A divided Los Angeles City Council approved the donation of a “robot dog” for the police department on Tuesday, May 23, over the objections of activists who claimed the controversial technology would be used for illegal surveillance — particularly of people of color.
In an 8-4 vote, the council accepted the donation to the police department of a $278,000 “quadruped unmanned ground vehicle,” colloquially known as a robot dog, from the non-profit Los Angeles Police Foundation.
Councilmembers Heather Hutt, Curren Price, Nithya Raman and Hugo Soto-Martinez cast dissenting votes. Two other councilmembers, Marqueece Harris-Dawson and Eunisses Hernandez, were absent. Hernandez expressed concerns over the use of robot dogs at a previous meeting.
Proponents of robot dogs, that somewhat resemble a four-legged dog and can be used on different terrains, say the technology will save lives by sending a robot into dangerous scenarios such as barricades or standoffs, or in situations that might involve explosives.
Opponents of robot dogs are concerned that law enforcement will use the technology for inappropriate surveillance purposes, and to harass the public.
Critics have voiced skepticism about how the technology will be used despite repeated assurances from LAPD representatives that the robot would be used only in SWAT incidents, situations involving hazardous-materials or search-and-rescue operations.
LAPD officials previously said the robot would not be equipped with weapons or facial-recognition technology, nor would it be used for patrol operations.
Brendan Schulman, vice president of policy and government relations with Boston Dynamics, which manufactures “Spot,” the robot dog that the L.A. City Council approved, told the council on Tuesday that the company’s goal is that the technology will help people.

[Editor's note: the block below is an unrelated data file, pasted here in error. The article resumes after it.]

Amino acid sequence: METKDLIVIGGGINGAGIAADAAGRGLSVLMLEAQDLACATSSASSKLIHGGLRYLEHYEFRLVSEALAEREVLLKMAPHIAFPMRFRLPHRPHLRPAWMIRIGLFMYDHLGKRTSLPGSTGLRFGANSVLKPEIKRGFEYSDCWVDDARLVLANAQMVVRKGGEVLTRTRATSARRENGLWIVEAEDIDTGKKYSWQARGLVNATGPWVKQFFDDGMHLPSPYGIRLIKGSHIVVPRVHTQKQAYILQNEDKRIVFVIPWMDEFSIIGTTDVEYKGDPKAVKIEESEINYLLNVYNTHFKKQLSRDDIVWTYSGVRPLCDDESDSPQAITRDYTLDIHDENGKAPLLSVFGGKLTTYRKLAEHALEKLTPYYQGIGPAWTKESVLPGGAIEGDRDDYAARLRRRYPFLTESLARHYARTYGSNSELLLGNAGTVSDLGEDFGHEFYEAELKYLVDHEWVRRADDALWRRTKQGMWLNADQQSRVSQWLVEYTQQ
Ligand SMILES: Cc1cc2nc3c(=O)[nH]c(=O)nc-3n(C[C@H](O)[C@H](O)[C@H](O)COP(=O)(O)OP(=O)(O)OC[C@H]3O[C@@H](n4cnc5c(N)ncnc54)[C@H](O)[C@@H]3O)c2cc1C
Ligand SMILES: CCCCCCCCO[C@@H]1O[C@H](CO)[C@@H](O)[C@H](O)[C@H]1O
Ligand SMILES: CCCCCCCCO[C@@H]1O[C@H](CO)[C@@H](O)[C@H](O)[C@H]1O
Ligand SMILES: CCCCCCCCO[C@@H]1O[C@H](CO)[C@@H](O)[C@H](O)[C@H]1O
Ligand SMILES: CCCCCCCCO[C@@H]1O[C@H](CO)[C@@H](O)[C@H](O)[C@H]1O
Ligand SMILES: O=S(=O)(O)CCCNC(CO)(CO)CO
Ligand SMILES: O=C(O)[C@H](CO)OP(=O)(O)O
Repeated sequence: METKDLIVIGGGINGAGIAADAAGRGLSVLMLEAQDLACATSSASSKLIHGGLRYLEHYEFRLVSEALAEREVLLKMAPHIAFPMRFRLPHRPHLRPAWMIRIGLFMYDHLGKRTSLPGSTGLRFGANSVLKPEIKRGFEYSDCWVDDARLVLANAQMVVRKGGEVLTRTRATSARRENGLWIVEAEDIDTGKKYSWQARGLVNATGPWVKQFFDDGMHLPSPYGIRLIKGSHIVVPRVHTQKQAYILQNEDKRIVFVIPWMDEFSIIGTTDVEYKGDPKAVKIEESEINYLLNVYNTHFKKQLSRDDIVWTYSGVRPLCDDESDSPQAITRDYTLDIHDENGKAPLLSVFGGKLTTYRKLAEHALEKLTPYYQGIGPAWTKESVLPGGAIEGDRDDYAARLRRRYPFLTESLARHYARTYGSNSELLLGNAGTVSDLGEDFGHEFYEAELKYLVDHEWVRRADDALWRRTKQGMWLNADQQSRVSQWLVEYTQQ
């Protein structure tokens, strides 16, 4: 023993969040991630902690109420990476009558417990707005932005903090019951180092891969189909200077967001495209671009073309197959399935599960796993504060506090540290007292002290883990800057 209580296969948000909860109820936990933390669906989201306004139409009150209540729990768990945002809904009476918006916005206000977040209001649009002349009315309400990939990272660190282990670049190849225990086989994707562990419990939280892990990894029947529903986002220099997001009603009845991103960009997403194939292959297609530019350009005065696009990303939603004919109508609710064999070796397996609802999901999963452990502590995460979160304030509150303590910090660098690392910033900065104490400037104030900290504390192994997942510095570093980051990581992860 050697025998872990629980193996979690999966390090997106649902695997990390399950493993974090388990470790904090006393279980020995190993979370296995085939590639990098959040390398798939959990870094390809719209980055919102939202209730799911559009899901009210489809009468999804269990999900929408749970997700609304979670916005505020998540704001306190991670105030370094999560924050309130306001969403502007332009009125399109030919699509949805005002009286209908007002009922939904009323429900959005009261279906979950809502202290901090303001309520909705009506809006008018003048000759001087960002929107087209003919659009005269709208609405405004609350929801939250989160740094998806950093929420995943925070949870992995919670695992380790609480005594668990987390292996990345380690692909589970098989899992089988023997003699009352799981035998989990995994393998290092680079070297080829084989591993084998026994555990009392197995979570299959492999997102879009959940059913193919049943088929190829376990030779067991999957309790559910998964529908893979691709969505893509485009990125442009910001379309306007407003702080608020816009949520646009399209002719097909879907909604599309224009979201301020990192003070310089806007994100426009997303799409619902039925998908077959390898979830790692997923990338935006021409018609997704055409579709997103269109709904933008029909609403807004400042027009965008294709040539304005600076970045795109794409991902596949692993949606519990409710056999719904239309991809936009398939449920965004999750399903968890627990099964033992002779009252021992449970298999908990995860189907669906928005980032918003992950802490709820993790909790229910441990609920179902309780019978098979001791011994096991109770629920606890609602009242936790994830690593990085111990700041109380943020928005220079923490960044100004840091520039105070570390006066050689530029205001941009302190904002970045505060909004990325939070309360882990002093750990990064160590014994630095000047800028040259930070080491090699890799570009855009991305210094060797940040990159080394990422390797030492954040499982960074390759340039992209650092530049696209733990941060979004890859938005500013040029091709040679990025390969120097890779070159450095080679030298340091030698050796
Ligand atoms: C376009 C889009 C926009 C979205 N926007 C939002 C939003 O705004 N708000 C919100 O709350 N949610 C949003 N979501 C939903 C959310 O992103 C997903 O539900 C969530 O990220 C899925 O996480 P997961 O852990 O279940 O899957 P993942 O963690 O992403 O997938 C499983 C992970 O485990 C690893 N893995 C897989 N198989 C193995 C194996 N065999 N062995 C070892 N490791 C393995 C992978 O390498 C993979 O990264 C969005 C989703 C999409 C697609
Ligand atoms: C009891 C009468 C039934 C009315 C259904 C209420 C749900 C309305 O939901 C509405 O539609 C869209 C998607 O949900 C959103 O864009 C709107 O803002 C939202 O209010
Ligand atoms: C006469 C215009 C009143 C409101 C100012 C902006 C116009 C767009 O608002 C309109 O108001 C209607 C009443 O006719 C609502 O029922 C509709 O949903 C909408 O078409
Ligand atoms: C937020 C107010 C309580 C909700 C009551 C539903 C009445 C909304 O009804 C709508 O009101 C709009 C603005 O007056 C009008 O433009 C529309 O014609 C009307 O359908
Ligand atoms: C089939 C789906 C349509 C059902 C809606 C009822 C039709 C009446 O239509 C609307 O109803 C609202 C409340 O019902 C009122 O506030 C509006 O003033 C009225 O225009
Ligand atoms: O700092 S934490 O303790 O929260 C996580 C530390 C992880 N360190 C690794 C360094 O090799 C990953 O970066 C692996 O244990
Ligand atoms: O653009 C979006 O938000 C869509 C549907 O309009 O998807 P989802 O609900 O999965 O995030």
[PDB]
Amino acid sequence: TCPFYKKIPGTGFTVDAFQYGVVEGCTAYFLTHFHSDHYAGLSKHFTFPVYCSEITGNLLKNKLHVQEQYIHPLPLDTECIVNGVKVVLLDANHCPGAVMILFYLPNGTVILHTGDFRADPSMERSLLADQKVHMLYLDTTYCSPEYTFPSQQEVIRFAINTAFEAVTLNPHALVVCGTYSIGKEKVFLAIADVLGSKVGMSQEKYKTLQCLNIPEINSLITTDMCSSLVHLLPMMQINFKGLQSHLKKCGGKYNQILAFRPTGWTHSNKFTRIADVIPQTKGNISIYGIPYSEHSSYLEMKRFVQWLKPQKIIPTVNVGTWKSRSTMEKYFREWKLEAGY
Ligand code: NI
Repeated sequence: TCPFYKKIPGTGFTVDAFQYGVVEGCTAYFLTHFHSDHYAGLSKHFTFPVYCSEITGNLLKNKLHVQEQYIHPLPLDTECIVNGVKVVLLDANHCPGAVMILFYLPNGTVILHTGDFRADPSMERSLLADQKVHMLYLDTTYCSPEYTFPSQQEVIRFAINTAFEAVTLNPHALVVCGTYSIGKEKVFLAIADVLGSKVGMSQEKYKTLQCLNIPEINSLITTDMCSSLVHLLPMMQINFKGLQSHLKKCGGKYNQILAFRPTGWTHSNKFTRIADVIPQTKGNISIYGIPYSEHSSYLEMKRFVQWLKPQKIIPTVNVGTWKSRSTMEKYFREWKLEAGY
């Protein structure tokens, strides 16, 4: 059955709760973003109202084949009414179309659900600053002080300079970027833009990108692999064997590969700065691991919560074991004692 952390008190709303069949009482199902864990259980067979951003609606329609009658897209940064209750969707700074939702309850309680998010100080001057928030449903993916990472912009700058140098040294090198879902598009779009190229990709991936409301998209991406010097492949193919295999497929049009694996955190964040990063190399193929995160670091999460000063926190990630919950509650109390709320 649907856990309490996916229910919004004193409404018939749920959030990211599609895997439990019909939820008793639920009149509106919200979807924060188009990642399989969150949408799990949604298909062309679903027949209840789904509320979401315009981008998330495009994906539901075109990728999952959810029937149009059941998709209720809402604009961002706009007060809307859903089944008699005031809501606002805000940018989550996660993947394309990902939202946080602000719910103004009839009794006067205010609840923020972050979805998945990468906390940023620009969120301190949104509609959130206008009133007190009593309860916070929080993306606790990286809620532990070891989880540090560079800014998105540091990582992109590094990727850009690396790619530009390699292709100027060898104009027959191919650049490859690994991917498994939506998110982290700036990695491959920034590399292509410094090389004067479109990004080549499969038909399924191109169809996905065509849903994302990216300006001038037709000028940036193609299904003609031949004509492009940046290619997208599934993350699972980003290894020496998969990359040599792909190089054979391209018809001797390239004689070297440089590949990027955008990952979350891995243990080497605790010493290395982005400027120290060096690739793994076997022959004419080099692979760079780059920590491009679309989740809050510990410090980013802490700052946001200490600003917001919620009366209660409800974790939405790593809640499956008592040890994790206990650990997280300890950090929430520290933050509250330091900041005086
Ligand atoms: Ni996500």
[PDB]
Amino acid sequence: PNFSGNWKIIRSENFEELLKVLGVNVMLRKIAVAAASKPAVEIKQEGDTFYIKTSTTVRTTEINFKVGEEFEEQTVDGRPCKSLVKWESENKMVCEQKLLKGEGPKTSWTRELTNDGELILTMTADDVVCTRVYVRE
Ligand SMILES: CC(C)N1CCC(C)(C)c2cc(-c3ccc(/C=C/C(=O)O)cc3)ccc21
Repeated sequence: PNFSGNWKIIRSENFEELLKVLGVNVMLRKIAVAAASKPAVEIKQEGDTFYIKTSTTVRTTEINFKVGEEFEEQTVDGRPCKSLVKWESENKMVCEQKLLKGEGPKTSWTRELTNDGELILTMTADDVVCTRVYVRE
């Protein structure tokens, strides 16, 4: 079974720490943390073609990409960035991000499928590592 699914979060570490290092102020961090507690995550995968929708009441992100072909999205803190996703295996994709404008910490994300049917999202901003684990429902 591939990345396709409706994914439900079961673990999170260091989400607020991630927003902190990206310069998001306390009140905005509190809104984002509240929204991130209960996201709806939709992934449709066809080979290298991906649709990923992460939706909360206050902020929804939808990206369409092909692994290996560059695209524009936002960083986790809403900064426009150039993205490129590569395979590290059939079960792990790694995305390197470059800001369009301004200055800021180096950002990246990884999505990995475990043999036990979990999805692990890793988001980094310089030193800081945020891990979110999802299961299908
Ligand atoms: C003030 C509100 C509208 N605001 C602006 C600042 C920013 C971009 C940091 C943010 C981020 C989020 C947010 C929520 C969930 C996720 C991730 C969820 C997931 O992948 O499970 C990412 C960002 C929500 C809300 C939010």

“There’s no mysterious end-game here. We set out 30 years ago to make robots that would help humanity,” Schulman said, as some members of the public in the council chamber scoffed.
Schulman cited an example of a shootout incident in another city in which a man was shot in the chest by a police officer. By sending in a robot dog first, officers could see that the shooter had dropped his gun and was in danger of dying, and they sent in medical staff.
“Had they not sent the robot in to understand the situation, to see that a person was disarmed but at risk of dying, that person would be dead today,” Schulman said.
But not every councilmember was convinced of the need for a robot dog in L.A.
Soto-Martinez, repeating a point made by a few members of the public at the meeting, said that while the robot dog offered to LAPD this time is a donation, he’s concerned there will be permanent costs to the city due to ongoing training for officers to use the technology.
Some members of the public cited the LAPD’s acquisition of drones, a program they say has expanded. They expressed concern that adding robot dogs to the LAPD’s tool box would lead to a militarized state.
Soto-Martinez, noting a backlash that took place after the New York Police Department in 2021 used a robot dog at a public housing building, and its potential use at U.S.-Mexico border crossings, said he could not support bringing the technology to L.A.
“This item is being painted as merely an acceptance of a donation, but it really represents an expansion of the current boundaries around policing and surveillance,” Soto-Martinez said.
He called it a “highly disturbing automation of law enforcement that sets a dangerous precedent.”
Although no councilmember who voted to accept the robot dog donation commented on Tuesday, some explained their positions at a council discussion on March 7. At that meeting, Councilmember Traci Park said the robot “will enhance safety for law enforcement and Angelenos by providing police officers with very much needed situational awareness technology in extremely high-risk situations.”
LAPD Deputy Chief David Kowalski told the council before its vote on May 23 that the department got positive feedback from law enforcement agencies in California who use robot dogs, including Oakland – whose police department called it a “game changer” and “risk mitigator” – as well as the Alameda County Sheriff’s Department and the Fremont Police Department in the Bay Area.
Councilmember Katy Yaroslavsky proposed a successful amendment to the motion to accept the robot dog donation, which instructs the LAPD to provide quarterly reports about the use of the robot dog, including information about where and why it was used, the outcome of the deployment, and any issues that arose.
The amended motion also stated that the City Council plans to closely monitor the program and may modify the deployment policy or suspend the program in the future.
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